Time to lime if you haven’t already. When the ground is dry-ish, you can also aerate and topdress. If you have moss in your lawn and you are unhappy with it. You may think about applying moss killer when we have a forecast of at least 2 dry days about 50 degrees Fahrenheit or 10 degrees Celsius.
A general clean-up and topdress is in order. Compost and well rotted manures can be applied at this time. Be mindful of the specific requirements of your plants. Acid loving plants like ferns, heather, camellias, rhododendron, and blueberries appreciate an acidic compost.
Peat is in limited supply and the removal of it from the ground has less than friendly effects on the environment. Living on the West Coast…we have a surplus of things like pine and fir needles and coffee grounds and if we add those to a compost, we create one perfect for our acid loving plants. In the case of pine and fir needles from downed branches courtesy of the March winds. You can drag the branches to the garden beds in need and then drag away the sticks once the needles have dried and fallen off. We also carry peat substitutes like coconut coir and Beats-Peat.
Aged manures can be applied to non acid loving plants like roses, veggie gardens, raspberry beds, rhubarb etc.
You can thin shrubs at this time, remember the one third rule. Don’t remove any more than one third of your plant at any one time. This is also true of mowing the lawn by the way. For larger trees consider hiring a certified arborist or taking a pruning course. I looked at some of the pruning being done even on commercial landscapes and have been horrified.
You should not see the pruning cuts but rather see an improved more open habit to your shrub or tree. Hubby brought out the pruners this past weekend. I usually hide them but I must have slipped. There are a few plants that are hardy enough for his pruning. When I told him there was probably little he could do to kill the Elderberry bush growing by my compost, he took me quite literally. At least I have a huge number of cuttings now to start young plants. The Elderberry will soldier on and be quite fine.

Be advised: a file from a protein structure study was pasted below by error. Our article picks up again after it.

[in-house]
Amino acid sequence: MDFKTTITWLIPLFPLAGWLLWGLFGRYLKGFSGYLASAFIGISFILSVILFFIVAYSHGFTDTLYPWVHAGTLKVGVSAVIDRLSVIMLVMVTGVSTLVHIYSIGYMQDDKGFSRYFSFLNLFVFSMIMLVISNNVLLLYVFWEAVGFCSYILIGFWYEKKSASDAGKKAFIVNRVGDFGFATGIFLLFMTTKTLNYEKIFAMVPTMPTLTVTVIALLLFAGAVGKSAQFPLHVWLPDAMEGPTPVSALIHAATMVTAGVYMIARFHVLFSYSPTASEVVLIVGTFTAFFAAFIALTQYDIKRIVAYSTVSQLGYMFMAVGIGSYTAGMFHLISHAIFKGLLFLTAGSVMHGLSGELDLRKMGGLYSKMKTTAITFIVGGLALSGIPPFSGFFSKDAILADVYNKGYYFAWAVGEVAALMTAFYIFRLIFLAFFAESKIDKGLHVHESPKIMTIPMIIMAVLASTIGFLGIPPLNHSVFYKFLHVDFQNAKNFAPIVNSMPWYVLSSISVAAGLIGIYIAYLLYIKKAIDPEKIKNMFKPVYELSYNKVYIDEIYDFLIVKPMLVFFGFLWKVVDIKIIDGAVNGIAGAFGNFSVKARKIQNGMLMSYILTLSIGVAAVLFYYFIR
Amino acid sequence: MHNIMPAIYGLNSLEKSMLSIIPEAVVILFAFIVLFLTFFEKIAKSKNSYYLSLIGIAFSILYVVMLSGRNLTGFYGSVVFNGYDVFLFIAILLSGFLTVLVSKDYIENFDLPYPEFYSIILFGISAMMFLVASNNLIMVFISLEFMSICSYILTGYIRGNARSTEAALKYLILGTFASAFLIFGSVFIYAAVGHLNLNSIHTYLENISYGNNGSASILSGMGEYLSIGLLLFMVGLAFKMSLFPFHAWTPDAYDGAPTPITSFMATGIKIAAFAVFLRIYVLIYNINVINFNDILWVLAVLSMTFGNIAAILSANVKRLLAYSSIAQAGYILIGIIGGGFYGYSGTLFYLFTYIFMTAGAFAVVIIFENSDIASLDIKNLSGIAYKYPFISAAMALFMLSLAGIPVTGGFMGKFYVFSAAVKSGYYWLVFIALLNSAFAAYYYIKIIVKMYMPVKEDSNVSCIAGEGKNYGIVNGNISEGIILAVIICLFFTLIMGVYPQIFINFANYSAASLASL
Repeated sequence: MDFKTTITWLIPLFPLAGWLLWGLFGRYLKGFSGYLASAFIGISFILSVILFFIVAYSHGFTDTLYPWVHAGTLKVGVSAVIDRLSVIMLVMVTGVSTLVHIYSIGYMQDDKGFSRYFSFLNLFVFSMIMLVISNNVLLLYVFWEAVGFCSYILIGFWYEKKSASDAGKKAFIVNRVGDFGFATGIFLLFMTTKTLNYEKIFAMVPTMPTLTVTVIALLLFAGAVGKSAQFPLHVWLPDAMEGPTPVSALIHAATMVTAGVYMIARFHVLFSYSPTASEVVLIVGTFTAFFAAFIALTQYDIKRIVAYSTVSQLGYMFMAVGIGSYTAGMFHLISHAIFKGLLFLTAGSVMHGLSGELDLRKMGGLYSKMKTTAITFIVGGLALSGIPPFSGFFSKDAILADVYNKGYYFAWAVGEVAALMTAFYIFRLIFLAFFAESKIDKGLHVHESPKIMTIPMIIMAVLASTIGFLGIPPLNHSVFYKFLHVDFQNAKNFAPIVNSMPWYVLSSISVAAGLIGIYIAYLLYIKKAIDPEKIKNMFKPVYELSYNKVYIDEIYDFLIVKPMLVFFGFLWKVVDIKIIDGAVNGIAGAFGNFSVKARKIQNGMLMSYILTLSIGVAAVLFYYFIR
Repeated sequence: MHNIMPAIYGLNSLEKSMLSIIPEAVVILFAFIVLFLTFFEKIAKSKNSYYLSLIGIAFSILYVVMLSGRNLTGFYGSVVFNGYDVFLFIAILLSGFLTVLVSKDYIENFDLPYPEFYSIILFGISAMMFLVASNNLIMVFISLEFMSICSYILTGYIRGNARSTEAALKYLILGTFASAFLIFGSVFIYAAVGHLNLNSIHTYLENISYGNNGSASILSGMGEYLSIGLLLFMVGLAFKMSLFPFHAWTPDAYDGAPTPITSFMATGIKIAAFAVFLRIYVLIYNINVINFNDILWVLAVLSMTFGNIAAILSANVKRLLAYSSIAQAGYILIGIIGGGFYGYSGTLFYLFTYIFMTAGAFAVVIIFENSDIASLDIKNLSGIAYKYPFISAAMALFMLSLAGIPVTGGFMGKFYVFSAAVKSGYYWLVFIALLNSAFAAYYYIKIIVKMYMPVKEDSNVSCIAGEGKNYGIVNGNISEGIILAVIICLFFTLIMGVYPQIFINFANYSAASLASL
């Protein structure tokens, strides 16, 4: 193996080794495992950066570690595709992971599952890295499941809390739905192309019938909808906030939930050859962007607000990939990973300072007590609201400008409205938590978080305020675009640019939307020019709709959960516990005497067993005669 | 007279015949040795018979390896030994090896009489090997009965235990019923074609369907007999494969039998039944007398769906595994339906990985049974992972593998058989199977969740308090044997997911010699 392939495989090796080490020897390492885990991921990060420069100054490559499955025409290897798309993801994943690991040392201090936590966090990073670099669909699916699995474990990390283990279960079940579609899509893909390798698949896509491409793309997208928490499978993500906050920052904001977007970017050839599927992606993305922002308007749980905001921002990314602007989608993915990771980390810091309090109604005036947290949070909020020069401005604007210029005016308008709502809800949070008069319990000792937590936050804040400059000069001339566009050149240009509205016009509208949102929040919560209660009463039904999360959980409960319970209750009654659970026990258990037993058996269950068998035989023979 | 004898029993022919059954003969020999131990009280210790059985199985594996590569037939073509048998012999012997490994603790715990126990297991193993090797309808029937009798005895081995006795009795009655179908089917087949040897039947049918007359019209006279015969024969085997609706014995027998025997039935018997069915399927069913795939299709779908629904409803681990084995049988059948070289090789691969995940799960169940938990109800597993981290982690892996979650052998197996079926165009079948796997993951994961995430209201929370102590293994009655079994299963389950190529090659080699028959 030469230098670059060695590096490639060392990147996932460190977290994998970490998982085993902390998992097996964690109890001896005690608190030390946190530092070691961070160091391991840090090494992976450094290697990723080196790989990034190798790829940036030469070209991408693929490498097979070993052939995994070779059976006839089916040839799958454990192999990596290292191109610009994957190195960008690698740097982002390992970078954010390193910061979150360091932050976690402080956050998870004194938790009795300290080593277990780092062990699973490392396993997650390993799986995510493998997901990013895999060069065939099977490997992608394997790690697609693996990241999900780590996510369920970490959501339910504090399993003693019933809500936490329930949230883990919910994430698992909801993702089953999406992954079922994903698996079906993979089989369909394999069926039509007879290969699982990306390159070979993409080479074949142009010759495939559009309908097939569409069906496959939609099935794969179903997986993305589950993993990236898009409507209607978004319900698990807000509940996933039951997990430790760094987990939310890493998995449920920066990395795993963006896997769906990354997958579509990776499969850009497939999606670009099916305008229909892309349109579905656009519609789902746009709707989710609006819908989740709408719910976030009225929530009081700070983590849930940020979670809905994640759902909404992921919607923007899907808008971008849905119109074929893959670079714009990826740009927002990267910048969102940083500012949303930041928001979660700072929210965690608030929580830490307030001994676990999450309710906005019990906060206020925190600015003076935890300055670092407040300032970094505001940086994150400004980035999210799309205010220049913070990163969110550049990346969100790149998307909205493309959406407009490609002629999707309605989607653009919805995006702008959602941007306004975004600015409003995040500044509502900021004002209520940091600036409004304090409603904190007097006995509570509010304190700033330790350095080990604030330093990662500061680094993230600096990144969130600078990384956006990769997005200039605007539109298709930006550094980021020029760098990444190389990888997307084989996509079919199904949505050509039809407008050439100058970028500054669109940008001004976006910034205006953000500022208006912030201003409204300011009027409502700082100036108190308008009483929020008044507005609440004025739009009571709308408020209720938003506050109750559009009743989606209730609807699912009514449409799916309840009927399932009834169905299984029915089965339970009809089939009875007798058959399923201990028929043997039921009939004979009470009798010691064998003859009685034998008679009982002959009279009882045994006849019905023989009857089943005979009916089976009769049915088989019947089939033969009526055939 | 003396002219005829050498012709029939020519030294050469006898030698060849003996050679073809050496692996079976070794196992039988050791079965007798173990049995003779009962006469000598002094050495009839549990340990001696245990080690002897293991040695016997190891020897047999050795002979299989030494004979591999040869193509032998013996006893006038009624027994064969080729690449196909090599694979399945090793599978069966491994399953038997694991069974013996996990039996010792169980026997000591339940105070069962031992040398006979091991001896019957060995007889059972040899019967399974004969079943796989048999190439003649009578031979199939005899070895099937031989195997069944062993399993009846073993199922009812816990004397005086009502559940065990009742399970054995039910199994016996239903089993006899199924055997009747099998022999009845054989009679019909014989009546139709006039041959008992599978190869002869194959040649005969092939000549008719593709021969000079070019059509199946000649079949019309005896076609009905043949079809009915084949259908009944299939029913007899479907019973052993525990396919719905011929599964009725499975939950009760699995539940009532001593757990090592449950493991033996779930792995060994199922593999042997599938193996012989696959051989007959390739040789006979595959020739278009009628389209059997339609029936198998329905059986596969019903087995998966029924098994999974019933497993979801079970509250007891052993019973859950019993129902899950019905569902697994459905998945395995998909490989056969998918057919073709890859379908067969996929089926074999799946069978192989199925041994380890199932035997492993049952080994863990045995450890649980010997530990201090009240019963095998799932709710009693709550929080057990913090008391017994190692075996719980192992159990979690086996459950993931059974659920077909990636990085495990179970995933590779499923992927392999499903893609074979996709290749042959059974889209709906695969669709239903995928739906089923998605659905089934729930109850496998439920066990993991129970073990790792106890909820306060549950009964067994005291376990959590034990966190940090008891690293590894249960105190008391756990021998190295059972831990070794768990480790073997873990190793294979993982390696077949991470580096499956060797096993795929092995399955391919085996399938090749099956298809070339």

Remember to trim those spring flowering plants after they’ve flowered…nothing sadder than seeing the neighbour up the street carefully trim his forcythia in to a box, removing all of the glorious yellow flowers except the 2 or 3 that cling to the plant. Trim your heather after its bloomed too.
Now is a great time to pot up perennials and to dig up extra plants to give to neighbours like raspberries etc. Cuttings for many plants can be taken at this time as well.
This is the really exciting part right here.
A ton of summer veggies and flowers can be started right now both inside and out. Sweet peas can be started outside where they are to grow.
I am starting my Tomatoes as well.
There is a lovely selection of new seeds and summer bulbs at the nursery.
Take stock of your tool selection and sharpen and oil anything that needs it. Broken tools and holey wheelbarrows can be fixed, and flat tires filled. Anything not salvageable can become garden art or be recycled.
Planting of Trees and Shrubs
When the ground is not too waterlogged, now is a good time to plant out trees and shrubs and may hardy perennials. Hold off a bit for those annuals unless you have a nice cold frame.
Surrey residents: don't forget about the cities fantastic Tree Voucher Program. It's like getting a discount for planting trees in your yard!
That is about it right now. Remember to get out there and enjoy some of that fresh March air that is blowing through…just don’t be standing under weak branch attachments while you are enjoying it!